Posted: May 7, 2008 11:27 AM
As Dust Settles From Ind., N.C., Clinton Lends Her Campaign $6.4M
A campaign aide tells news agencies that Sen. Hillary Clinton, D-N.Y., loaned herself $6.4 million in the past month, as Clinton and Sen. Barack Obama, D-Ill., consider their next steps after primary contests in Indiana and North Carolina.
News of the loan, the second she has given to her camp — she loaned her campaign $5 million earlier this year — comes as Clinton struggles to stay financially afloat in the grueling Democratic race against Obama, who beat her easily in North Carolina Tuesday while Clinton nabbed a close win in Indiana.
“Obama has routinely outspent her in primary after primary,” the Associated Press reported. “Clinton’s campaign reported raising $10 million online after her victory April 22 in Pennsylvania. But Obama has shown little difficulty tapping his vast network of donors. He spent more than $7 million on advertising head of Tuesday’s primaries in North Carolina and Indiana to her nearly $4 million.”
According to the latest campaign finance reports filed with the Federal Election Commission, Obama began the month of April with $42 million in the bank for the primary to Clinton’s $9.3 million.
Clinton’s drubbing in North Carolina and close win in Indiana gave pundits the opportunity to pounce, calling for her to exit the race and allow Obama to build a war chest for a general election run against the GOP’s John McCain.
“We now know who the Democratic nominee’s going to be, and no one’s going to dispute it,” MSNBC’s Tim Russert declared. “Those closest to her will give her a hard-headed analysis, and if they lay it all out, they’ll say, ‘What is the rationale? What do we say to the undeclared super delegates tomorrow? Why do we tell them you’re staying in the race?’ And tonight, there’s no good answer for that.”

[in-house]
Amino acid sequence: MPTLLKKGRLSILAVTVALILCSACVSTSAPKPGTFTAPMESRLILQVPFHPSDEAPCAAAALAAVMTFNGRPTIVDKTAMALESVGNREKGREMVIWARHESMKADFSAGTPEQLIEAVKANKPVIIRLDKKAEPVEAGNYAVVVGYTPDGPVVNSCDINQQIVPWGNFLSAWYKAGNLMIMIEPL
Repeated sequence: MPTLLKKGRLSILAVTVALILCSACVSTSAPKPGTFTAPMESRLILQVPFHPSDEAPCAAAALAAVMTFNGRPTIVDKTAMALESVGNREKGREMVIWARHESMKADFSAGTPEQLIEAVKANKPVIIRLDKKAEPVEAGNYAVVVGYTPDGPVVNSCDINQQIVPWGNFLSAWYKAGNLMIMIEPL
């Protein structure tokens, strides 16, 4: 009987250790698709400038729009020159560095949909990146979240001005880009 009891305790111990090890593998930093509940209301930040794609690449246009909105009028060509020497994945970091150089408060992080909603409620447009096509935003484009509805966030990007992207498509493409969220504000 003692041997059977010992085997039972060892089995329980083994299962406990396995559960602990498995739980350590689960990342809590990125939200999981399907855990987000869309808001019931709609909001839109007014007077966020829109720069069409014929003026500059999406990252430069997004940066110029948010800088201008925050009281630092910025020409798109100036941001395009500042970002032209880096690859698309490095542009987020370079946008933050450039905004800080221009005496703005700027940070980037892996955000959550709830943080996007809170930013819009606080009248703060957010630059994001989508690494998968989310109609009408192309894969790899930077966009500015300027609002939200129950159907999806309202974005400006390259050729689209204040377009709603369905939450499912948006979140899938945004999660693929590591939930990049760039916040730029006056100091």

Clinton backers quickly fired back, appearing on morning news programs Wednesday to stress that she was still in the race as both camps look ahead to contests in West Virginia May 13 and in Oregon and Kentucky a week later.
“This candidacy and this campaign continues on,” Clinton communications director Howard Wolfson said Wednesday on CNN.
Later, on a conference call with reporters, Wolfson said the loan proves Clinton is committed to staying in the presidential race, according to CNN.
“The loans are a sign of her commitment to continuing the race, her commitment to continuing the process and her commitment to staying competitive with Senator Obama on television and other areas,” he said. “The campaign continues to raise a lot of money, but Senator Obama, to his credit, is also raising a lot of money.”
Clinton also may be aiming to renew the debate over devalued primaries in Michigan and Florida — both of which she won although Democratic candidates had agreed not to campaign for the contests after both states violated party rules and moved their contests earlier in the nominating calendar.
“There are going to be the rest of these contests, which are very significant, and then in June, if we haven’t done it already, we’re going to have to resolve Florida and Michigan,” Clinton told reporters during a daytime event at the Indianapolis Motor Speedway, according to the Washington Post. “They were legitimate elections.”
Renewed attention may also fall on the super delegates, who could still prove the deciding factor as Obama widens the delegate gap between himself and Clinton but has yet to reach the 2,025 needed to clinch the nomination.
For his part, Obama appeared to aim at striking the tone of a general election candidate Tuesday night.
“He [Obama] made no suggestion that she should leave the race, and even congratulated her on her “apparent victory” in Indiana - which remained very much in the balance as he spoke,” Politico’s Ben Smith wrote. “Visually and rhetorically he began to reintroduce himself to the broad general election audience, stressing his patriotism and his American roots.”
Clinton planned to make a campaign stop in West Virginia Wednesday, while Obama returned to his hometown of Chicago before returning to the campaign trail Thursday.